For Weight Loss, Less Exercise May Be More

From the NYTimes;

Most people who start working out in hopes of shedding pounds wind up disappointed, a lamentable circumstance familiar to both exercisers and scientists. Multiple studies, many of them covered in this column, have found that without major changes to diet, exercise typically results in only modest weight loss at best (although it generally makes people much healthier). Quite a few exercisers lose no weight. Some gain.

But there is encouraging news about physical activity and weight loss in anew study by researchers at the University of Copenhagen. It found that exercise does seem to contribute to waist-tightening, provided that the amount of exercise is neither too little nor, more strikingly, too much.

To reach that conclusion, the Danish scientists rounded up a group of pudgy and sedentary young men, a segment of the population increasingly common in Denmark, as elsewhere in the world. The volunteers, most in their 20s or early 30s, visited the scientists’ lab to undergo baseline measurements of their aerobic fitness, body fat, metabolic rates and general health. None had diabetes, high blood pressure or heart disease and, while heavy, they were not obese.

The men were then randomly assigned to exercise or not. The non-exercisers, who served as controls, returned to their former routines, with no change to their diets or sedentary ways.

A second group began 13 weeks of almost daily moderate workouts, consisting of jogging, cycling or otherwise sweating for about 30 minutes, or until each man had burned 300 calories (based on his individual metabolic rate).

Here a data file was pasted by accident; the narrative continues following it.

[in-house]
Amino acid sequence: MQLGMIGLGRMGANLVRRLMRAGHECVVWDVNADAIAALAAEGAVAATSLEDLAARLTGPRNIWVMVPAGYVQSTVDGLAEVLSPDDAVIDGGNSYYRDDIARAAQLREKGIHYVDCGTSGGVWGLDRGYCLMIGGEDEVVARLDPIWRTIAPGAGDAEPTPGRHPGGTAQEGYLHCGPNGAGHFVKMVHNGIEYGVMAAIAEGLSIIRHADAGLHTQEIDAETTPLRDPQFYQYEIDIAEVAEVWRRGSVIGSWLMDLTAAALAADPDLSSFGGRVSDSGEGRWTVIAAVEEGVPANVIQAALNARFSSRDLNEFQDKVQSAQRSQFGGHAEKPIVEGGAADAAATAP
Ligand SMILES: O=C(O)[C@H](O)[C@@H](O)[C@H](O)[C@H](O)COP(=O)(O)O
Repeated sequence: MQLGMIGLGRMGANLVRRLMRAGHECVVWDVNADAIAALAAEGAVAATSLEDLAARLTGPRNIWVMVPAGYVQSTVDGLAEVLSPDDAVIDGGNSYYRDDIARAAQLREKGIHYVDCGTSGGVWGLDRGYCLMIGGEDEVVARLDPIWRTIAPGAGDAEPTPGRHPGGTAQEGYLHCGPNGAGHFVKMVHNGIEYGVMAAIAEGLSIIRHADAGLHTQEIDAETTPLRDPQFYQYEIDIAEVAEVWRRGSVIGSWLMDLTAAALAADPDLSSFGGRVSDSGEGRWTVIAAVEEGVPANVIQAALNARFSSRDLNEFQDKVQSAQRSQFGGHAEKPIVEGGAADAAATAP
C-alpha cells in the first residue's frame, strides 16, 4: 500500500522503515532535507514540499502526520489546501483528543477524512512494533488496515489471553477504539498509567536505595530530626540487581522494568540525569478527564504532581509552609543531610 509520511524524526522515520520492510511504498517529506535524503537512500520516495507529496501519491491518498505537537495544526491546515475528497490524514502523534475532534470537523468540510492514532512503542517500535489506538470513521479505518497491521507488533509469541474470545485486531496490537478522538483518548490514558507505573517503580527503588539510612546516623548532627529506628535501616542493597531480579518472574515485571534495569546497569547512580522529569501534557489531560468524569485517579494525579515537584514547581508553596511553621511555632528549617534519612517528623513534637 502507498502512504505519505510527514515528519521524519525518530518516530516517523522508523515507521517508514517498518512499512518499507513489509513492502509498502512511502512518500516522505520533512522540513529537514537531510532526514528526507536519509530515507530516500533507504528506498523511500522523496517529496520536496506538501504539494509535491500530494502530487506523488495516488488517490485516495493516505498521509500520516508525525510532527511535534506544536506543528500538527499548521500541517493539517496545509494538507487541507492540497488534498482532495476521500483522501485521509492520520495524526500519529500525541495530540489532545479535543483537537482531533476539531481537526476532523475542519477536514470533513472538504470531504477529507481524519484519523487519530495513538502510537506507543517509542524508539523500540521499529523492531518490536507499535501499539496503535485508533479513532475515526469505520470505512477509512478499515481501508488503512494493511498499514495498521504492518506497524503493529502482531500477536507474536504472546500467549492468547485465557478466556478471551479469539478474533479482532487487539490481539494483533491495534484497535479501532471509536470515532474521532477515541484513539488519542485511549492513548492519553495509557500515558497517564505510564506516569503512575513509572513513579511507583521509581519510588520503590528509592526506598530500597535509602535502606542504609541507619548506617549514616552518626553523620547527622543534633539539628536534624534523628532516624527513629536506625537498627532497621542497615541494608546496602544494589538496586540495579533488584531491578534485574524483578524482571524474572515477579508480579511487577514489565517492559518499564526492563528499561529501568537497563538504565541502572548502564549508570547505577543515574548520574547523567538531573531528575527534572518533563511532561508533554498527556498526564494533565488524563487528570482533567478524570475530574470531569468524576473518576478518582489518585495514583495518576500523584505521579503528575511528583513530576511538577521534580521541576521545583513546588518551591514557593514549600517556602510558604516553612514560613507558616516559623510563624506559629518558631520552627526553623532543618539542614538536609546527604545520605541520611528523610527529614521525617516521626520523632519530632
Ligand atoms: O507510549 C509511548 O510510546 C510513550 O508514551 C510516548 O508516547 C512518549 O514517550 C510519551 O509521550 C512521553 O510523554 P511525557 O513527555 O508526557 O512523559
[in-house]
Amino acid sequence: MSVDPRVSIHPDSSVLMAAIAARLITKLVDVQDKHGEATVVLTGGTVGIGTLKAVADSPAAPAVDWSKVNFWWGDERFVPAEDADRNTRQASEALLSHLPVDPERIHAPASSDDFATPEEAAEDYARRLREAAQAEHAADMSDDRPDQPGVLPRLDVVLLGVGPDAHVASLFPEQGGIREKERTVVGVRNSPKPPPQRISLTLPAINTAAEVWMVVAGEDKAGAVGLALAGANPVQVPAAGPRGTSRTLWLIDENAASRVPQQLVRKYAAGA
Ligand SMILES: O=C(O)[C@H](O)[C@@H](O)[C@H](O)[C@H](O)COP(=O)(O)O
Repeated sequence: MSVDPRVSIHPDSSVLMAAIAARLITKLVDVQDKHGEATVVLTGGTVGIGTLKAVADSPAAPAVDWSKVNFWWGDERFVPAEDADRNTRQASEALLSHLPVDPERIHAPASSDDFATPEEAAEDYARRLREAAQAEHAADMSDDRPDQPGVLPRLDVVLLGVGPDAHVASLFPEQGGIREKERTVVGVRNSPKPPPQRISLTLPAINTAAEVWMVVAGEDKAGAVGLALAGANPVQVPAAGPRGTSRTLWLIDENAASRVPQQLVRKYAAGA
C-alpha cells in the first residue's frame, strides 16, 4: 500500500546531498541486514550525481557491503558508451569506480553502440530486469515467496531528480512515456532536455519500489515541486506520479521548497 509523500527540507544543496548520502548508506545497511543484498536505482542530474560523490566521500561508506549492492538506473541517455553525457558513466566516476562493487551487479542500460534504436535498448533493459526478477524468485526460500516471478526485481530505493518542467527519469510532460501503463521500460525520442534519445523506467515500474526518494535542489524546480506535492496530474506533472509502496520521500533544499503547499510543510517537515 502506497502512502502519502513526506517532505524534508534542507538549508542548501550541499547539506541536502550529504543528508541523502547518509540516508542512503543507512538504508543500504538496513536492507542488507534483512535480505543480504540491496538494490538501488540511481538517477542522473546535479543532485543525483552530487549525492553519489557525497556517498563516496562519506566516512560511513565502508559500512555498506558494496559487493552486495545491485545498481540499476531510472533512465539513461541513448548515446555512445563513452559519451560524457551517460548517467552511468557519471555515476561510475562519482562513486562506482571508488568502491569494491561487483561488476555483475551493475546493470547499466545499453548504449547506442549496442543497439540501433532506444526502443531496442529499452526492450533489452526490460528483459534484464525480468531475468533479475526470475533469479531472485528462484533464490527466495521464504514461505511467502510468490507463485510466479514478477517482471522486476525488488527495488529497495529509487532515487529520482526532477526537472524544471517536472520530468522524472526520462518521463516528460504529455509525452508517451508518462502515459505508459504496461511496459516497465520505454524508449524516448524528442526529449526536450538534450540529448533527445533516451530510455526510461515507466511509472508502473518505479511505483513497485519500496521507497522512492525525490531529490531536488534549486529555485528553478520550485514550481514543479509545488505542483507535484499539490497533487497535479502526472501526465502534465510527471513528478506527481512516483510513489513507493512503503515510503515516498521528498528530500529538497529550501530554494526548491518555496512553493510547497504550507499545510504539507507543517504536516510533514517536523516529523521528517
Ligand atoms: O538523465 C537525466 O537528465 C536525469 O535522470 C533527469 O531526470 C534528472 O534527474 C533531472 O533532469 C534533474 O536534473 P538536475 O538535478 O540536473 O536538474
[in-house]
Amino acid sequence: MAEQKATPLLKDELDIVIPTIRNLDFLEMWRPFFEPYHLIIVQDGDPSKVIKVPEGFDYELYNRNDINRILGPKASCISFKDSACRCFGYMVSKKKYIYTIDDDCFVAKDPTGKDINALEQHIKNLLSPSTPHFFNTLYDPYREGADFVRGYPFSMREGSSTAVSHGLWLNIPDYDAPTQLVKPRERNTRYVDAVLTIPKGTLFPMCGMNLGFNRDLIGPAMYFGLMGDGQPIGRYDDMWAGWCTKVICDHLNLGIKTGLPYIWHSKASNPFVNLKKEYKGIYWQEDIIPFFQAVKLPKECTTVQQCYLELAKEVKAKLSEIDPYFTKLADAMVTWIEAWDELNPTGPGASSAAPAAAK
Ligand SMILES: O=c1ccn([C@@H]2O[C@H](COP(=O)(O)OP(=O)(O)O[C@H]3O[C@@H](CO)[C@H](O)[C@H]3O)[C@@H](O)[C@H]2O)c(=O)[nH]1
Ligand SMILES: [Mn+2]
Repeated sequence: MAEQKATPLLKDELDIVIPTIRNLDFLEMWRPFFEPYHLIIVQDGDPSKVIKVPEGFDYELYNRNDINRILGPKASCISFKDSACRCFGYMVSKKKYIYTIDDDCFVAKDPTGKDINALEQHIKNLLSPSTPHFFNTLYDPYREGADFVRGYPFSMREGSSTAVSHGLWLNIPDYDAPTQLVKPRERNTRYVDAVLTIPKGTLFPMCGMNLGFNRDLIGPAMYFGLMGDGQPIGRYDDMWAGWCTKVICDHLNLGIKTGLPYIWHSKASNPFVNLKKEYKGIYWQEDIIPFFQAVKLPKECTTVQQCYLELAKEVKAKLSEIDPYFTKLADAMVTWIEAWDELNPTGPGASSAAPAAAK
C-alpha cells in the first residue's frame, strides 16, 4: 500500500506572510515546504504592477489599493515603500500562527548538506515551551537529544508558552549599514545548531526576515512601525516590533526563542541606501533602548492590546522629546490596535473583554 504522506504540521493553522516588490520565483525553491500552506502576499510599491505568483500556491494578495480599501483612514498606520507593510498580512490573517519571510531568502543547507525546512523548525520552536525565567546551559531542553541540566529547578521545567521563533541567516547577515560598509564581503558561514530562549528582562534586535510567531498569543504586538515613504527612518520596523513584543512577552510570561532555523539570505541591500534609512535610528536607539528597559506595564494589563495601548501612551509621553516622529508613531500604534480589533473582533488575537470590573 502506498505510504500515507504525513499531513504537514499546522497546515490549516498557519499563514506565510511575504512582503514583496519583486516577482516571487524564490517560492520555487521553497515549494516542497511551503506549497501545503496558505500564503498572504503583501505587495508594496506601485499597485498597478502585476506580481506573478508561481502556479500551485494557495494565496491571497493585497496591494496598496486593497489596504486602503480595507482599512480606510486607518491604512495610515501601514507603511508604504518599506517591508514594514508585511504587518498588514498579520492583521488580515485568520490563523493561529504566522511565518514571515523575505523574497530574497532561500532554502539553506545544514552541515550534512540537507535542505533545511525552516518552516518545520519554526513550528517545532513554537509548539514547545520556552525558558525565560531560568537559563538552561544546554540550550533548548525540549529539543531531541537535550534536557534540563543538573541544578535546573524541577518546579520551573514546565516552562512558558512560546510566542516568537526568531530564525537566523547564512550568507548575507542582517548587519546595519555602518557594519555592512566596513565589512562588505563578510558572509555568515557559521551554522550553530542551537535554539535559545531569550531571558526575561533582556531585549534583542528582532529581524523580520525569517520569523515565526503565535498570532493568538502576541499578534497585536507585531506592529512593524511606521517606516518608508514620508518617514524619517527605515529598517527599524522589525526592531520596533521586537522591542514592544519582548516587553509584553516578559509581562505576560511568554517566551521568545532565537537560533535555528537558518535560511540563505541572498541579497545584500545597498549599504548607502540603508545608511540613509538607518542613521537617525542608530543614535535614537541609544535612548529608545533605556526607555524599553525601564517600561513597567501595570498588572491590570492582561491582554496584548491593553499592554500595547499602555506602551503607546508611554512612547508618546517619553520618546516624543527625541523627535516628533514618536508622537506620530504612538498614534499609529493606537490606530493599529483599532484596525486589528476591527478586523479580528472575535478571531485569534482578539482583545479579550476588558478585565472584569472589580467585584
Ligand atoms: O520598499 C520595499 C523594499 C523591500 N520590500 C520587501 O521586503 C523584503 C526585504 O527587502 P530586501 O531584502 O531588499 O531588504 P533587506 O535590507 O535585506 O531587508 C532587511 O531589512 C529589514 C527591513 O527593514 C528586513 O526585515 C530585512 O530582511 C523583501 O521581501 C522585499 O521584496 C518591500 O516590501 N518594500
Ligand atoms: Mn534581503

A third group tackled a more strenuous routine of almost hour-long workouts, during which each man burned 600 calories.

The men were asked not to consciously change their diets, either by eating more or less, and to keep detailed daily food diaries throughout the 13 weeks.

On certain designated days, they also were asked to don sophisticated motion sensors that would measure how active they were in the hours before and after exercise.

At the end of the 13 weeks, the members of the control group weighed the same as they had at the start, and their body fat percentages were unchanged, which is hardly surprising.

On the other hand, the men who had exercised the most, working out for 60 minutes a day, had managed to drop some flab, losing an average of five pounds each. The scientists calculated that that weight loss, while by no means negligible, was still about 20 percent less than would have been expected given the number of calories the men were expending each day during exercise, if food intake and other aspects of their life had held steady.

Meanwhile, the volunteers who’d worked out for only 30 minutes a day did considerably better, shedding about seven pounds each, a total that, given the smaller number of calories that they were burning during exercise, represents a hefty 83 percent “bonus” beyond what would have been expected, says Mads Rosenkilde, a Ph.D. candidate at the University of Copenhagen who led the study.

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